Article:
With the September 19th release date fast approaching, NetherRealm Studios hosted a pre-order beta for the titular fighting series’ latest entry. How does this new fatality simulator and one-on-one punch-fest fare compared to its predecessors? Well, stick around to find out.
The Ace of Cage
Mortal Kombat 1’s beta duly delivered six kombatants to enter the fray with, with four Kameo fighters also available to summon at will. There were only two modes to try out: klassic tower and online versus. Thankfully, that’s all you really need, owing to the exploding heads, crunching uppercuts and flashy suplexes.
Of the limited roster available, I stuck predominantly with my personal main Sub-Zero and the hugely improved Johnny Cage. Johnny especially was already a favourite in the Versus meta, so look forward to plenty of ball-punches and selfie slams.
In fact, the half dozen fighters that featured all feel relatively reworked in a significant way. Which makes a lot of sense, given that this is a reset of the Mortal Kombat universe. Sub-Zero, Kitana, Johnny Cage, Kenshi and Liu Kang brought up the returning favourites, with Li Mei as an entirely new entrant.
Many of the special abilities that featured in previous titles like Sub’s sliding assault or Johnny’s rising elbow return, but core combos have been shifted substantially. Having played a lot of Sub-Zero in MK11, I wasn’t entirely sure I enjoyed all of the tinkering made, but it does give each fighter a fresh feel. Switching up the meta is always a fun puzzle to solve, too.
Much of the difference in gameplay comes down to the reworked combo systems, which we’d better talk about now.
The biggest change in Mortal Kombat 1 is the Kameo System. The beta hosted Frost, Sonya Blade, Kano and Jax as the presenting fighters to demonstrate the system, and well, I’m not totally convinced. At any point during a fight, you can summon your Kameo companion to hop in and perform a move.
They’re on a cooldown system so they can’t be spammed, thankfully. However, they feel a bit gimmicky and I’m not certain how good a replacement they are for the fighting styles left behind from MK’s 10 and 11. Moreover, they feel clunky to call in during a combo and accommodating them feels like it’s complicated the previously well-mapped control scheme.
Obviously, there’s only four Kameo fighters I got to try out, so the potential for some epic chemistry and duo-destruction is there. Summoning Kano to do his thunderous forward roll smash never really got old, in truth.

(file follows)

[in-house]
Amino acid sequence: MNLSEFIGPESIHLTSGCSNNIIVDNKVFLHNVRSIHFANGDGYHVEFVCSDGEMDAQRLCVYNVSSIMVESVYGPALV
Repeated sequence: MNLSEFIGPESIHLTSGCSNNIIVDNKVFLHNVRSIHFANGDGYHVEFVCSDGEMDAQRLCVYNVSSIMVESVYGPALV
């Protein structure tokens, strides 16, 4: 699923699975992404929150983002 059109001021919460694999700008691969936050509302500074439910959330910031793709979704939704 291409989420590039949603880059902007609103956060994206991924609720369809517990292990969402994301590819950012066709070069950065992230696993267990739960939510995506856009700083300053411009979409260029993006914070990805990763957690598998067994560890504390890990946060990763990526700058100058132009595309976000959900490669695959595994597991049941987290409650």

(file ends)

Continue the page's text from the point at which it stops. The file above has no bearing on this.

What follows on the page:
The other main difference is triggering enhanced moves, which has moved from R1 on delay to R2 while performing the special itself. Again, I didn’t have loads of time to practice this, but it didn’t feel quite as smooth as the system did in MK11. Many of the specials are also more focused on being combo-extenders or juggling starters, which is actually a boon, as they could be abused for victory in previous entries.
Probably more importantly than anything else, I had a lot of sadistic fun and primal pleasure from ripping people’s spines out and melting faces into metal. Mortal Kombat 1 retains the series penchant for gratuitous violence and no holds barred gore. Animations are smooth as butter and the graphical festival of blood and innards is charmingly horrific.
If anything, Mortal Kombat 1 will probably appeal most to upper-end players and purists. It’s a return to the series roots in both function and theme, which I think many will be pleased with. Will I miss the variations and styles of 10 and 11? Probably, on this evidence.
Having said that, as I watched Johnny Cage face-plant Kenshi into a celebrity plaque before lifting his half-removed face to take a selfie grinning ear-to-ear, I knew I was back in that comforting place of Mortal Kombat. Revamped character metas, a whole new set of systems to master and a return to purer roots make Mortal Kombat 1 an appealing proposition.
I’m excited to see how the rest of the roster fares compared to this small smattering and I’m keen to see how the community takes to the new Kameo system. Having plunged into a good 30-40 matches during the beta, I’m eager to get my ass handed to me and also dish out some serious pain for hundreds more in the game’s full release.
Mortal Kombat 1 is scheduled to launch for PlayStation 5, Xbox Series X|S, Nintendo Switch, and PC (Steam and Epic Games Store) on the 19th of September. Brutalies galore.
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Disclaimer: In order to complete this preview, we were provided with a code for the game’s pre-order beta. For our full policy, please go here.
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